The Supreme Court Won’t Hear The DACA Case This Term Letting The Program Continue

credit: Victoria Pickering / Flickr

The fate of more than 700,000 undocumented immigrants who arrived in the United States as children appears to be safe for now due to the Supreme Court’s inaction this week. The Obama-era program known as Deferred Action for Childhood Arrivals (DACA) will keep going for at least ten more months as the court won’t take up the issue during its current term. Jan. 18 was the last day for adding cases to the court’s current term docket, anything added after that won’t be heard until the next term, which begins in the fall.

This is huge news for thousands in the program who were facing uncertainty in regards to their legal status.

The Supreme Court’s official ruling can come as late as June 2020, so until then DACA’s protections will remain in effect. The news comes as a relief for more than 700,000 unauthorized immigrants who had worried that they could lose protections and work permits. The Trump administration said in 2017 that it would phase out the program, but that decision was ultimately held up in the lower courts.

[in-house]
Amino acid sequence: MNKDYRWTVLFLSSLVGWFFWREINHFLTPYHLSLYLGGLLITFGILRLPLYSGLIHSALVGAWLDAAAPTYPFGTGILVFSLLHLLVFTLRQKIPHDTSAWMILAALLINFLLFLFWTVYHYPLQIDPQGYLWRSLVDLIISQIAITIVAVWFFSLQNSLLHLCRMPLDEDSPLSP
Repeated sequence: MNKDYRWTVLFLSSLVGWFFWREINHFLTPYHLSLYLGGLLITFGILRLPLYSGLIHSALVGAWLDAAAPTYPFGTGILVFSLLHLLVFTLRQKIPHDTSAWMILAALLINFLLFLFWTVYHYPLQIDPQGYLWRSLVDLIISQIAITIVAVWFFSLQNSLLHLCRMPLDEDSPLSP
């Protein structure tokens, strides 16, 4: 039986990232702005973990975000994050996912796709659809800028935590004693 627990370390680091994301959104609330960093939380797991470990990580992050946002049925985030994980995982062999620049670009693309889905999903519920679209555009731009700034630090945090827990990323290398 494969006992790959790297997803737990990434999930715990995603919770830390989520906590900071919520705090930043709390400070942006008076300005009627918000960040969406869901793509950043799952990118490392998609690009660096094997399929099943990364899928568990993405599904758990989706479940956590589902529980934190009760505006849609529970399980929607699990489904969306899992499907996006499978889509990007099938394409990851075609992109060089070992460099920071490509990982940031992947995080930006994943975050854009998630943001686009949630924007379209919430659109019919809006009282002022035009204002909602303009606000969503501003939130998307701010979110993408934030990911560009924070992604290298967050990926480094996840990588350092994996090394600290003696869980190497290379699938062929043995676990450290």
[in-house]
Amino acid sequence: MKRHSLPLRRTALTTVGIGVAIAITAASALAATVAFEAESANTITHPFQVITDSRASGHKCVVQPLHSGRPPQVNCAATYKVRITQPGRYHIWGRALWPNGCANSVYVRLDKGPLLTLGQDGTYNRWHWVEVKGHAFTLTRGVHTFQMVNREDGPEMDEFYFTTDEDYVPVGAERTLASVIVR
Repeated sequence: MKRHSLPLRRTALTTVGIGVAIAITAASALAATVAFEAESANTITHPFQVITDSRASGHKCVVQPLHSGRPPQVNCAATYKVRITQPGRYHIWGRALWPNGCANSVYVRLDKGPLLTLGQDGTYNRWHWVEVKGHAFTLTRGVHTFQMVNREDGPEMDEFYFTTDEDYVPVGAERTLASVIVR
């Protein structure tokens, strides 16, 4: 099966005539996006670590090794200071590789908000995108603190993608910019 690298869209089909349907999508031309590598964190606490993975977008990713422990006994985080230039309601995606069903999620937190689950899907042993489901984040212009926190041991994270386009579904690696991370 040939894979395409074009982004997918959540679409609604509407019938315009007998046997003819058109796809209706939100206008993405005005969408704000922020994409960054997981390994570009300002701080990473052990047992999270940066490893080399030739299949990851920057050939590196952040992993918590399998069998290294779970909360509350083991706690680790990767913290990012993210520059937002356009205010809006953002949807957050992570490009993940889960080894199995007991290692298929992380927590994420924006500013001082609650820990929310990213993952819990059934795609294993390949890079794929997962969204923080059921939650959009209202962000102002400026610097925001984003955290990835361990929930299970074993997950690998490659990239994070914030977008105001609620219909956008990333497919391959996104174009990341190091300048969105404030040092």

New applicants will still not be able to apply for DACA and there is no timetable of when that will change. DACA supporters are still looking for a comprehensive bill that will guarantee permanent protections for illegal immigrants.

DACA has been at the center of negotiations between Democrats and Republicans because of border wall funding.

The upcoming Supreme Court ruling on DACA was supposed to give President Trump an upper hand in regards to his border wall negotiations with Democrats over immigration. The negotiations have now turned into a fight that has caused a month-long partial government shutdown. With the Supreme Court ruling delayed, this will certainly buy Democrats some time.

Over the weekend, President Trump proposed exchanging renewed DACA protections for three years as part of a deal for border wall funding. The court’s decision to not rule soon may have weakened his leverage by protecting the program until at least this fall.

Since DACA is a two-year program, renewals before a court decision means that protections could continue as late as 2021.

With the court’s decision to hold up on taking DACA this term, there will be increased pressure for recipients to renew their applications as soon as possible. This will also allow extra time for fundraising DACA grants as recipients have to pay $495 for the reneal application fee. Just last year, United We Dream, an immigration advocacy organization, gave almost $1.5 million to 3,000 DACA recipients to pay their application fees.


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